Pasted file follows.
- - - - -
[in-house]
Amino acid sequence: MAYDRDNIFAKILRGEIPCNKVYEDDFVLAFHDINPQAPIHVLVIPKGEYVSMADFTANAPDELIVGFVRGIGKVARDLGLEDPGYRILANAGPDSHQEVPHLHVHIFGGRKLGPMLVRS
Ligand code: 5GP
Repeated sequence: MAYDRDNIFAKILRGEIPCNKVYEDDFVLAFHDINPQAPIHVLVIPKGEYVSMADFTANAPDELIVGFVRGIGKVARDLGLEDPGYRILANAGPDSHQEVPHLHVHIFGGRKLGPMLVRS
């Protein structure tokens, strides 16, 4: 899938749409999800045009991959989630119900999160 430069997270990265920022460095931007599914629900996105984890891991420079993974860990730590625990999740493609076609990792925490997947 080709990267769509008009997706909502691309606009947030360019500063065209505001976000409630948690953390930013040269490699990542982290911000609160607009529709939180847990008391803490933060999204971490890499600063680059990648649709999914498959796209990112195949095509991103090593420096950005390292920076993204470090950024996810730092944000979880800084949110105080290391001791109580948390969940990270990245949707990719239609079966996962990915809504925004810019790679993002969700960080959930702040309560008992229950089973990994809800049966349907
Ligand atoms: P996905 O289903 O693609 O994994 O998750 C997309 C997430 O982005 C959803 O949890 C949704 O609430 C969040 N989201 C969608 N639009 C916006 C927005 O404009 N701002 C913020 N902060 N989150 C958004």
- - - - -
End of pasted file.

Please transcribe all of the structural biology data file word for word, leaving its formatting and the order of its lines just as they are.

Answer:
[in-house]
Amino acid sequence: MAYDRDNIFAKILRGEIPCNKVYEDDFVLAFHDINPQAPIHVLVIPKGEYVSMADFTANAPDELIVGFVRGIGKVARDLGLEDPGYRILANAGPDSHQEVPHLHVHIFGGRKLGPMLVRS
Ligand code: 5GP
Repeated sequence: MAYDRDNIFAKILRGEIPCNKVYEDDFVLAFHDINPQAPIHVLVIPKGEYVSMADFTANAPDELIVGFVRGIGKVARDLGLEDPGYRILANAGPDSHQEVPHLHVHIFGGRKLGPMLVRS
């Protein structure tokens, strides 16, 4: 899938749409999800045009991959989630119900999160 430069997270990265920022460095931007599914629900996105984890891991420079993974860990730590625990999740493609076609990792925490997947 080709990267769509008009997706909502691309606009947030360019500063065209505001976000409630948690953390930013040269490699990542982290911000609160607009529709939180847990008391803490933060999204971490890499600063680059990648649709999914498959796209990112195949095509991103090593420096950005390292920076993204470090950024996810730092944000979880800084949110105080290391001791109580948390969940990270990245949707990719239609079966996962990915809504925004810019790679993002969700960080959930702040309560008992229950089973990994809800049966349907
Ligand atoms: P996905 O289903 O693609 O994994 O998750 C997309 C997430 O982005 C959803 O949890 C949704 O609430 C969040 N989201 C969608 N639009 C916006 C927005 O404009 N701002 C913020 N902060 N989150 C958004």